Apposite Takes Aim at Wild, Wild WANs

New emulation engine enables service providers to see how business applications perform in complex WAN environments

April 12, 2010

2 Min Read
Apposite Takes Aim at Wild, Wild WANs

Apposite Technology Inc. , a five-year-old firm specializing in Wide Area Network emulation gear, today announced a new product that allows service providers to see how complex business applications will perform over differing WAN conditions.

Today's enterprises need to connect multiple sites over the WAN and know that business applications will perform in the same way at branch offices as they do at the headquarters office, says D.C. Palter, president of Apposite. Service providers are being challenged to not just provide connectivity but to guarantee how applications will perform and what the end-user experience will be, he says.

The Apposite Netropy network emulator is designed to emulate typical network conditions, including latency, jitter, loss, and congestion, to determine how these impact the increasingly complex enterprise applications such as IP voice and video, file sharing, and storage. [Ed. note: And The Apposite Netropies would be a great name for a rock band.]

"The only way to know how an application is going to perform in the network is either to install it in those distributed sites, which is painful, time-consuming, and expensive, or simulate that network so you can recreate conditions locally to see how applications would look at that site," Palter said.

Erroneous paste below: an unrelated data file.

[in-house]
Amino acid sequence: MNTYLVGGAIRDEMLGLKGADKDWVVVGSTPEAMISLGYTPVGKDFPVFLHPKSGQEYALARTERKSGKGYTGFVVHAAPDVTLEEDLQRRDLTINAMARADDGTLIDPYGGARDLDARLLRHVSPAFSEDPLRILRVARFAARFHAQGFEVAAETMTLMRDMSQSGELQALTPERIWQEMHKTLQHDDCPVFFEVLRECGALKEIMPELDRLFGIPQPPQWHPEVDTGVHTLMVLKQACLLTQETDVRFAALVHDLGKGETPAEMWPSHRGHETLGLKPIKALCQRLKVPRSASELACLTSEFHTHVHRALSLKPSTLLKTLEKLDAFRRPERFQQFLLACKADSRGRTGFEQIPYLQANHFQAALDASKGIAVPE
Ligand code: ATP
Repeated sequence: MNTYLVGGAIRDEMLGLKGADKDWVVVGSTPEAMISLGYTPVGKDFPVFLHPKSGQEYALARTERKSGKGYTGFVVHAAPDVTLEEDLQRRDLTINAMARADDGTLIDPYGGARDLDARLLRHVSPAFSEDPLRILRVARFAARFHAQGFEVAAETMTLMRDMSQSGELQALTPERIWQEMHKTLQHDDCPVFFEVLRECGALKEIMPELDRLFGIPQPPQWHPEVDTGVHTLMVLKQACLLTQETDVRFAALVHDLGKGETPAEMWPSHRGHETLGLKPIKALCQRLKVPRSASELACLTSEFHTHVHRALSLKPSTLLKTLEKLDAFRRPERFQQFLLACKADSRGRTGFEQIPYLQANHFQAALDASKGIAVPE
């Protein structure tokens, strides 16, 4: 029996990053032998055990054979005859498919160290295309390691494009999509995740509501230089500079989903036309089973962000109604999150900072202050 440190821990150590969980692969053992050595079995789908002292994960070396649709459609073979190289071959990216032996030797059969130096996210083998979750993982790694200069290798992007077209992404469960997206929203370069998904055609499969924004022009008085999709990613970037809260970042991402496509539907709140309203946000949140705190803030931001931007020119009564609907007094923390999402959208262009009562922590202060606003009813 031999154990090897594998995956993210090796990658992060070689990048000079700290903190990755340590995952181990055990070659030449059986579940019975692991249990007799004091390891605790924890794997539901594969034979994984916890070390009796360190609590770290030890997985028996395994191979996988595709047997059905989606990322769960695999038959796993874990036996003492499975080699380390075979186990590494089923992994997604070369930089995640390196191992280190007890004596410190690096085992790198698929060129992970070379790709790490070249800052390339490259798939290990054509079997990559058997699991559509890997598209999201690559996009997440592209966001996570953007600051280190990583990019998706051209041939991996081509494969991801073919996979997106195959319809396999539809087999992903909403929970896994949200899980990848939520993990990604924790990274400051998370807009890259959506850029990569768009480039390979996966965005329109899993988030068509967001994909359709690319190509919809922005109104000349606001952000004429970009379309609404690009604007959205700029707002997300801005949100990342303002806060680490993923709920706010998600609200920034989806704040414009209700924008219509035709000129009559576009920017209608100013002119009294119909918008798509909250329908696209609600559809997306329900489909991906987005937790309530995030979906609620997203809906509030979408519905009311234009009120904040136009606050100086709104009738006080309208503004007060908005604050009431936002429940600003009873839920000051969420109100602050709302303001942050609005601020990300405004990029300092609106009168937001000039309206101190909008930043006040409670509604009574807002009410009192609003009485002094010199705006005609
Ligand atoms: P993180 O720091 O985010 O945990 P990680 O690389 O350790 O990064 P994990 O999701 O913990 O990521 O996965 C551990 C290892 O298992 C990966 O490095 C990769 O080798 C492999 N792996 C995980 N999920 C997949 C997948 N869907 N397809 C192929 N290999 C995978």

Netropy's Emulation Engine can model dozens of concurrent WAN links up to 10 Gigabits per second, Palter said. It can simulate multi-site networks and benchmark how specific applications perform under real-world network conditions, and also enable a side-by-side comparison of network products to see how they perform.

Network equipment vendors offer testing tools, but Palter says those are too often focused primarily or singularly on the physical layer of the network, and not on how applications are performing.

"That is starting to change," Palter says. "With managed services and cloud computing, for example, service providers are looking more at the end-user performance."

— Carol Wilson, Chief Editor, Events, Light Reading

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